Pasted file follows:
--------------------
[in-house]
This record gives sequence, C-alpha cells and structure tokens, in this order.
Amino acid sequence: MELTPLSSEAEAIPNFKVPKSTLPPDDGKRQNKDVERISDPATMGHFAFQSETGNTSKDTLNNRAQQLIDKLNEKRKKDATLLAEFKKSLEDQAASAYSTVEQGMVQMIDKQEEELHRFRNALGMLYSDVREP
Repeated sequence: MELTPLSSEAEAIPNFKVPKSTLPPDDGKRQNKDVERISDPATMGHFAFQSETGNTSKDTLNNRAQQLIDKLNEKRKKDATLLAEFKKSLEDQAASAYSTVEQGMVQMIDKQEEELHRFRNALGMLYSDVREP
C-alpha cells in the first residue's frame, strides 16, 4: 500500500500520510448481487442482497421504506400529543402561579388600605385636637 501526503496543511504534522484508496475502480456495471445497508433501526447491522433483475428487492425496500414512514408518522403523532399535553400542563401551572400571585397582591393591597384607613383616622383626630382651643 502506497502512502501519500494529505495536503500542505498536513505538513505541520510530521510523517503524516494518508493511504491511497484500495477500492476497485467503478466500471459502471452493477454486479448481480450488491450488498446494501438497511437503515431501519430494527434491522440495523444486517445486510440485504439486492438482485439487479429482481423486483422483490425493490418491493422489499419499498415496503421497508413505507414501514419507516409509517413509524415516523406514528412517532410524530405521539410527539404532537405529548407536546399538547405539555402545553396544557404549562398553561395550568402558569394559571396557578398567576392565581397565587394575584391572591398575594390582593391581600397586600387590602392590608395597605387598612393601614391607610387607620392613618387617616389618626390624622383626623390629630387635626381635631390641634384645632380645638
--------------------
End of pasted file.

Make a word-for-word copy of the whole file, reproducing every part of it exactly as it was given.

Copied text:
[in-house]
This record gives sequence, C-alpha cells and structure tokens, in this order.
Amino acid sequence: MELTPLSSEAEAIPNFKVPKSTLPPDDGKRQNKDVERISDPATMGHFAFQSETGNTSKDTLNNRAQQLIDKLNEKRKKDATLLAEFKKSLEDQAASAYSTVEQGMVQMIDKQEEELHRFRNALGMLYSDVREP
Repeated sequence: MELTPLSSEAEAIPNFKVPKSTLPPDDGKRQNKDVERISDPATMGHFAFQSETGNTSKDTLNNRAQQLIDKLNEKRKKDATLLAEFKKSLEDQAASAYSTVEQGMVQMIDKQEEELHRFRNALGMLYSDVREP
C-alpha cells in the first residue's frame, strides 16, 4: 500500500500520510448481487442482497421504506400529543402561579388600605385636637 501526503496543511504534522484508496475502480456495471445497508433501526447491522433483475428487492425496500414512514408518522403523532399535553400542563401551572400571585397582591393591597384607613383616622383626630382651643 502506497502512502501519500494529505495536503500542505498536513505538513505541520510530521510523517503524516494518508493511504491511497484500495477500492476497485467503478466500471459502471452493477454486479448481480450488491450488498446494501438497511437503515431501519430494527434491522440495523444486517445486510440485504439486492438482485439487479429482481423486483422483490425493490418491493422489499419499498415496503421497508413505507414501514419507516409509517413509524415516523406514528412517532410524530405521539410527539404532537405529548407536546399538547405539555402545553396544557404549562398553561395550568402558569394559571396557578398567576392565581397565587394575584391572591398575594390582593391581600397586600387590602392590608395597605387598612393601614391607610387607620392613618387617616389618626390624622383626623390629630387635626381635631390641634384645632380645638